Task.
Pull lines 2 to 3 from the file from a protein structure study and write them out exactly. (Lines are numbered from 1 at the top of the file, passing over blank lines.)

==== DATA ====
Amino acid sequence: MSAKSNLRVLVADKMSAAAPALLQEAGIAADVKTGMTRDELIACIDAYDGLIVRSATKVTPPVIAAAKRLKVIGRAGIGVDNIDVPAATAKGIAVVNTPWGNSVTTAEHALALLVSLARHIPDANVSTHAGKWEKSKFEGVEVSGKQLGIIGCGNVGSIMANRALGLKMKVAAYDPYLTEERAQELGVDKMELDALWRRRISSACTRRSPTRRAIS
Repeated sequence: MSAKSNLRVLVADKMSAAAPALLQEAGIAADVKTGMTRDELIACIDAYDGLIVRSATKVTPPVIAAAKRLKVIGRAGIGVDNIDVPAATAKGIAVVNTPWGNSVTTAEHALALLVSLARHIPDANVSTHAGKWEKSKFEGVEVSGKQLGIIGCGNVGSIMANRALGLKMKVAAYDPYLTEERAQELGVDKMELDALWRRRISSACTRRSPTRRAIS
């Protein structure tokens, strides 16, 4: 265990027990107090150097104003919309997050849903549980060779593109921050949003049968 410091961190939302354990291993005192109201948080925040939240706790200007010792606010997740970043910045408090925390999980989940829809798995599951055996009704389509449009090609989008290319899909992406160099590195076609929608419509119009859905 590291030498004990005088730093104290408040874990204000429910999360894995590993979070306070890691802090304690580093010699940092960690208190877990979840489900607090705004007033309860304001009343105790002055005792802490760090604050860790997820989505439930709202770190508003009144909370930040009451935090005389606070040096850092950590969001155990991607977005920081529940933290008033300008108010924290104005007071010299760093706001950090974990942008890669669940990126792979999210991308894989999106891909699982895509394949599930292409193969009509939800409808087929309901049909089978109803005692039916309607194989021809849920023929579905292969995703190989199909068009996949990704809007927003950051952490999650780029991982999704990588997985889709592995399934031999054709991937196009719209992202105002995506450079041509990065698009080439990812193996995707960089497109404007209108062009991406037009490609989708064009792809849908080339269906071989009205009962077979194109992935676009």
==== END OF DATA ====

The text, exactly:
Repeated sequence: MSAKSNLRVLVADKMSAAAPALLQEAGIAADVKTGMTRDELIACIDAYDGLIVRSATKVTPPVIAAAKRLKVIGRAGIGVDNIDVPAATAKGIAVVNTPWGNSVTTAEHALALLVSLARHIPDANVSTHAGKWEKSKFEGVEVSGKQLGIIGCGNVGSIMANRALGLKMKVAAYDPYLTEERAQELGVDKMELDALWRRRISSACTRRSPTRRAIS
């Protein structure tokens, strides 16, 4: 265990027990107090150097104003919309997050849903549980060779593109921050949003049968 410091961190939302354990291993005192109201948080925040939240706790200007010792606010997740970043910045408090925390999980989940829809798995599951055996009704389509449009090609989008290319899909992406160099590195076609929608419509119009859905 590291030498004990005088730093104290408040874990204000429910999360894995590993979070306070890691802090304690580093010699940092960690208190877990979840489900607090705004007033309860304001009343105790002055005792802490760090604050860790997820989505439930709202770190508003009144909370930040009451935090005389606070040096850092950590969001155990991607977005920081529940933290008033300008108010924290104005007071010299760093706001950090974990942008890669669940990126792979999210991308894989999106891909699982895509394949599930292409193969009509939800409808087929309901049909089978109803005692039916309607194989021809849920023929579905292969995703190989199909068009996949990704809007927003950051952490999650780029991982999704990588997985889709592995399934031999054709991937196009719209992202105002995506450079041509990065698009080439990812193996995707960089497109404007209108062009991406037009490609989708064009792809849908080339269906071989009205009962077979194109992935676009």